stri·ate | \ˈstrī-ˌāt \
striated; striating

Definition of striate 

(Entry 1 of 2)

transitive verb

: to mark with striations or striae


stri·ate | \ˈstrī-ət, -ˌāt\

Definition of striate (Entry 2 of 2)

Examples of striate in a Sentence

Recent Examples on the Web: Verb

The artist’s future is foreshadowed by several enthusiastic if embryonic paintings, a fantastic homemade tuxedo jacket of clear plastic striated with silvery threads, and of course, the tantalizing suggestion of puppets. Sharon Mizota,, "The mystery of the puppet-head box: Why an Iowa childhood has been unpacked in an L.A. gallery," 30 May 2018 Neither of those versions made it to reality: all that’s left of Childs’ attempts at flair is a rectilinear base striated in limestone and dimpled on each facade. Justin Davidson, Daily Intelligencer, "Superhuman City," 18 Apr. 2018 Not only do the reedist’s striated, razor-sharp improvisations cut through the din like butter, her slashing, protean playing seems to inspire her partners toward even greater extremes. Peter Margasak, Chicago Reader, "Punishing improvisation duo Tashi Dorji & Tyler Damon traffics in pure sound," 8 Mar. 2018 Colorado, a purple state balanced between Democrats and Republicans, is striated with difference. Michael Paterniti, GQ, "Dragonman, the Man Who Sells “People-Hunting Guns”," 7 Mar. 2018 Those with binoculars or telescope should be able to see Saturn’s rings and Jupiter’s signature striated lines. Richard Tribou,, "Two full moons and lots of planet watching on tap in March," 26 Feb. 2018 If New Orleans is an aging beauty queen drunk on the fumes of her glorious past, Plaquemines Parish, to the southeast, is plain old sloshed — not to mention saturated, striated, slivered and surrounded by water. Jennifer Moses, New York Times, "At the Mouth of the Mississippi, a Weird and Fragile Beauty," 21 Feb. 2018 Submarine canyons striate that ridge line, forming perfect habitats for game fish like bigeye tuna and marlin. James D. Walsh, Daily Intelligencer, "A Son Took His Mother Out Fishing. She Never Came Back.," 23 Jan. 2018 The work is a masterpiece of polyrhythms and textures—a five-section juggernaut of slashing lines, striated timbres, and fragile, burned-out pizzicati that retracts into a tender puddle of fluttery long tones that whisper away into the ether. Peter Margasak, Chicago Reader, "A season-long focus on the music of Hungarian composer György Ligeti opens with a performance by the peerless Arditti Quartet," 12 Oct. 2017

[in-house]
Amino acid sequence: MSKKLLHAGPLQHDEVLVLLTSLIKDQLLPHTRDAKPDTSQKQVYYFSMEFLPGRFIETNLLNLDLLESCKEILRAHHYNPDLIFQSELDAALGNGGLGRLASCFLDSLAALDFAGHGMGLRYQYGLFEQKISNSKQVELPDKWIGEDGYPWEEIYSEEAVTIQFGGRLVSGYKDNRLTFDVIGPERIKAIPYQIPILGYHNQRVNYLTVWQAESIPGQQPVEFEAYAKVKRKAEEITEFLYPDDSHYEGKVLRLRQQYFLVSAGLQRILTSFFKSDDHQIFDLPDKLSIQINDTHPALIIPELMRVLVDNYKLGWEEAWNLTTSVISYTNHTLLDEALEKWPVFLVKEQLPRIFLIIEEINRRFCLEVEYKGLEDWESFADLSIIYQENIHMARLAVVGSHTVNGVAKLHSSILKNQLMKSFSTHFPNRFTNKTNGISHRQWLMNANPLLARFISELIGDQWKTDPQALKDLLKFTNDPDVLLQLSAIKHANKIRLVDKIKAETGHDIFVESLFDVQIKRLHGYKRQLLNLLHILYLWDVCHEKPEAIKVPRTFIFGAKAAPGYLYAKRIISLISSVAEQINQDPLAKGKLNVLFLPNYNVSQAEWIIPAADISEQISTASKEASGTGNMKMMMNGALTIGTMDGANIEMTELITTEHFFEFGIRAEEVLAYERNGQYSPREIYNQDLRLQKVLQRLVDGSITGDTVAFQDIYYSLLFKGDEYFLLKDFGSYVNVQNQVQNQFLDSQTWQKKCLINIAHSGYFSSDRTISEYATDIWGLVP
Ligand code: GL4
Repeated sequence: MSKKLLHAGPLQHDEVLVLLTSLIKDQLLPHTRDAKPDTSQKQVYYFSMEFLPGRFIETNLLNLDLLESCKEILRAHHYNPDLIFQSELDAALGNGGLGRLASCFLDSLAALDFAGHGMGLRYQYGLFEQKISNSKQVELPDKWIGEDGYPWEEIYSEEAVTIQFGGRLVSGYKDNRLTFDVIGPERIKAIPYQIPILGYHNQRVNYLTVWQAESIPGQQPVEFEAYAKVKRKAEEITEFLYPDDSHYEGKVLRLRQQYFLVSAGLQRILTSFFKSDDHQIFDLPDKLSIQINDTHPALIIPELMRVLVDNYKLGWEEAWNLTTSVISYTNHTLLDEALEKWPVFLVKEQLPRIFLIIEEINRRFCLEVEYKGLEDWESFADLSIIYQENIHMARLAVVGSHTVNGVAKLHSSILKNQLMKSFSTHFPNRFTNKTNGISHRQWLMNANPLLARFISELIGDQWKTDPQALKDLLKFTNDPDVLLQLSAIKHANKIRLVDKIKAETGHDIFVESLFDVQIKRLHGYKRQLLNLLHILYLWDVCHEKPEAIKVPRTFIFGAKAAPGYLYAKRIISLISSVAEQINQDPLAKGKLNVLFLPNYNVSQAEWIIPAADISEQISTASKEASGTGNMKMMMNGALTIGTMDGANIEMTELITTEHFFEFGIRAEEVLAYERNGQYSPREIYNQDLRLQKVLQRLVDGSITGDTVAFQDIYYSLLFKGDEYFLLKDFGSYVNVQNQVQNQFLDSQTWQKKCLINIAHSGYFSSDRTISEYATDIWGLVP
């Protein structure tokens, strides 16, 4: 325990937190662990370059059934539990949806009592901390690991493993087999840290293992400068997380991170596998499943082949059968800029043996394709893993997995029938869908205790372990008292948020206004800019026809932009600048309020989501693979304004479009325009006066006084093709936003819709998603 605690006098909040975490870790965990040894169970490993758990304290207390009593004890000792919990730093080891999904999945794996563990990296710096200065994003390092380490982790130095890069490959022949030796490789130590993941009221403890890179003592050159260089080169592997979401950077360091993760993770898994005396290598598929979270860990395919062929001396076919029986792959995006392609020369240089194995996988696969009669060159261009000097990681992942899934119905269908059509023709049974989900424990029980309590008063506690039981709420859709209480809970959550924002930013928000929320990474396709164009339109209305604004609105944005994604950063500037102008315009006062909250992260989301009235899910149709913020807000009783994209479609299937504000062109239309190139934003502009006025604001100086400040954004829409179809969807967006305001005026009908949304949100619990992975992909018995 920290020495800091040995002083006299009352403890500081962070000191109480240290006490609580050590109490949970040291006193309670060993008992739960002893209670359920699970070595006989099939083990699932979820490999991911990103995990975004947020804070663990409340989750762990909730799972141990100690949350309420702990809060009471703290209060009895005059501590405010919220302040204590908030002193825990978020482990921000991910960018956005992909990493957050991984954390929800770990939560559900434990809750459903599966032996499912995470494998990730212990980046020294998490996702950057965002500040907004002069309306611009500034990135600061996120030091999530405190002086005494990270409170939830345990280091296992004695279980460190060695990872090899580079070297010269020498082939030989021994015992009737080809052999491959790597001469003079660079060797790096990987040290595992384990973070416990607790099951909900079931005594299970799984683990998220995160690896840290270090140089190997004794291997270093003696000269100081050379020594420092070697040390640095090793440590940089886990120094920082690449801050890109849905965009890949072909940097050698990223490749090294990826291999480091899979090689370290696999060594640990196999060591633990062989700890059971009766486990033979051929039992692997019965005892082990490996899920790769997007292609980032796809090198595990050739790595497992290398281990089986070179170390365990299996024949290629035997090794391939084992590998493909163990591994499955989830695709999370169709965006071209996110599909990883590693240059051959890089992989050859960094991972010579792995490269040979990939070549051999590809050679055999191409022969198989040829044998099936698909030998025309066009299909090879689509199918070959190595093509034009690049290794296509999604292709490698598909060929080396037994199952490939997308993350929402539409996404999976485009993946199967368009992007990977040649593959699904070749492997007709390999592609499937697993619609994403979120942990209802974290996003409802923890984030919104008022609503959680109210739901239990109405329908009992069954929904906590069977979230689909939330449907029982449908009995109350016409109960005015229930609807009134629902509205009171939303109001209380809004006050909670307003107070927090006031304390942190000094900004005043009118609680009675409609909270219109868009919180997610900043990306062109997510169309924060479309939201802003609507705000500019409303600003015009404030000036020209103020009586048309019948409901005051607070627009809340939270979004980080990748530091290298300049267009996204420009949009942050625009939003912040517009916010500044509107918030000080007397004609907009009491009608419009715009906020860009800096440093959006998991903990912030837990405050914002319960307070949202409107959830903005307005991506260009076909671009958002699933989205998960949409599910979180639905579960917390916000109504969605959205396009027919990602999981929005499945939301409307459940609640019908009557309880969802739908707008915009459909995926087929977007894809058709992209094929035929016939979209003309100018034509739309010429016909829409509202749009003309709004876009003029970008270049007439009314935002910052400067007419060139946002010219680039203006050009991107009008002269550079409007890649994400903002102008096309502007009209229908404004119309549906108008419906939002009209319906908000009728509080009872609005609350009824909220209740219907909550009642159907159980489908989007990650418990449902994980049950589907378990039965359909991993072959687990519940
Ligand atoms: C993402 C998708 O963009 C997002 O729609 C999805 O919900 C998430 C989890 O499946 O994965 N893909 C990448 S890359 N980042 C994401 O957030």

These example sentences are selected automatically from various online news sources to reflect current usage of the word 'striate.' Views expressed in the examples do not represent the opinion of Merriam-Webster or its editors. Send us feedback.

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First Known Use of striate


1646, in the meaning defined above


1670, in the meaning defined above

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The first known use of striate was in 1646

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More Definitions for striate


stri·ate | \ˈstrī-ət, -ˌāt \

Medical Definition of striate 

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a state of commotion or excitement

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